ZOOM ONLY: Black Holes in the Early Universe

  • April 8, 2020, 4:00 pm US/Central
  • Dan Hooper, Fermilab
  • Chris Stoughton

Topic: Colloquium April 8 – 4:00pm-5:00p
Time: Apr 8, 2020 04:00 PM Central Time (US and Canada)

Join Zoom Meeting

Meeting ID: 804 092 844

One tap mobile
+13126266799,,804092844# US (Chicago)
+16465588656,,804092844# US (New York)

Dial by your location
+1 312 626 6799 US (Chicago)
+1 646 558 8656 US (New York)
+1 253 215 8782 US
+1 301 715 8592 US
+1 346 248 7799 US (Houston)
+1 669 900 6833 US (San Jose)
Meeting ID: 804 092 844
Find your local number: https://fnal.zoom.us/u/aevvWBmzEQ

Join by SIP

Join by H.323 (US West) (US East) (China) (India Mumbai) (India Hyderabad) (EMEA) (Australia) (Hong Kong) (Brazil) (Canada) (Japan)
Meeting ID: 804 092 844


Cosmology textbooks typically assume that the early universe was dominated by relativistic particles. But if even a relatively small number of black holes were created after inflation, they would make up an increasingly large fraction of the total energy density as space expands. I’ll argue that it is well-motivated to scenarios in which the early universe included an era in which low-mass (<10^8 grams) primordial black holes dominated the total energy density. Within this context, I’ll discuss Hawking radiation as a mechanism to produce both dark radiation and dark matter. I’ll also talk about the possibility that these black holes may have undergone mergers before evaporating, leading to potentially detectable gravitational waves signals, and to the production of a “hot graviton background”.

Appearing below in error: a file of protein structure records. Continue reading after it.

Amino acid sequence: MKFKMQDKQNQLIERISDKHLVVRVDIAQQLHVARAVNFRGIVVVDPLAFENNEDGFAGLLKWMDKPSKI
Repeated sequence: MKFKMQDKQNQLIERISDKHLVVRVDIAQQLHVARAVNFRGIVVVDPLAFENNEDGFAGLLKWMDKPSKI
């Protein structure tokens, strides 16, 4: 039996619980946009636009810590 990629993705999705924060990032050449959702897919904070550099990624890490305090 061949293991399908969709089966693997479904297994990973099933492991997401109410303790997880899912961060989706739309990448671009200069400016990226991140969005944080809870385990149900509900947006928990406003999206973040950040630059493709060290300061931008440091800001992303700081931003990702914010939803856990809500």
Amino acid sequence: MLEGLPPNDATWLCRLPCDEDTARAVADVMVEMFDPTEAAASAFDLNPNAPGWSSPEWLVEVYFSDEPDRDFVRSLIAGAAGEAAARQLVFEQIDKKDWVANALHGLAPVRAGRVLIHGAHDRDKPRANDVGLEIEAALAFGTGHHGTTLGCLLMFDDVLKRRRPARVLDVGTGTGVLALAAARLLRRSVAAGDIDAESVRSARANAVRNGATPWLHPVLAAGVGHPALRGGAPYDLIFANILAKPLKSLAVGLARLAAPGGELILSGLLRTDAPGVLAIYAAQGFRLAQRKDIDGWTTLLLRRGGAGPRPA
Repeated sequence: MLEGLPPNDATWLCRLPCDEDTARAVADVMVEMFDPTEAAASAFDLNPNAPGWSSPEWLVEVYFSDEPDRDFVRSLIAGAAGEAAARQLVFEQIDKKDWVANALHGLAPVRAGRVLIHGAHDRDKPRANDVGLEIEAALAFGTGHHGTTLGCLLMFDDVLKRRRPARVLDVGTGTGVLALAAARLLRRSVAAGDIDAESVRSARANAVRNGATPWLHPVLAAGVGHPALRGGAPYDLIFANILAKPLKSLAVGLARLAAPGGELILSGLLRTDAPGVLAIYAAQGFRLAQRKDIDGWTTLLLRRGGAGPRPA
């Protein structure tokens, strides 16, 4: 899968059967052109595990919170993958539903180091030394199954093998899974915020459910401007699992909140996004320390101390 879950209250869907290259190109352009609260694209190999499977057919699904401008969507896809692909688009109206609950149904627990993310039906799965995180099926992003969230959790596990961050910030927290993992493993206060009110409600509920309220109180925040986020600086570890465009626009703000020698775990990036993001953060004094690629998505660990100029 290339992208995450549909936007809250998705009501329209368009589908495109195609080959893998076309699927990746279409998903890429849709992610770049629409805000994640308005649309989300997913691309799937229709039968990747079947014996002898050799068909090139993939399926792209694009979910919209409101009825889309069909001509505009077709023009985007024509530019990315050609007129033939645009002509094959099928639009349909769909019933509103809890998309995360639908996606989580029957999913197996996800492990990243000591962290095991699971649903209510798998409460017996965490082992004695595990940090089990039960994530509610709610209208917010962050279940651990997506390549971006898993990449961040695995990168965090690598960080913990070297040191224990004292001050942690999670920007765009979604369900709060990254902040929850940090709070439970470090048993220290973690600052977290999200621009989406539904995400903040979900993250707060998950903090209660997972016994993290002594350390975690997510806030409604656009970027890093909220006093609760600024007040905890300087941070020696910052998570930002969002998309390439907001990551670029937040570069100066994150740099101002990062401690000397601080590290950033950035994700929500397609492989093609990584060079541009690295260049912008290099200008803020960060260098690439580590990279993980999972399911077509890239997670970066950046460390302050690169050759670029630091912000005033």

This Fermilab colloquium also will be recorded and will be made available in the Fermilab video archive in the next 10 days.

Use this link for the phrase “Fermilab video archive” in the above sentence: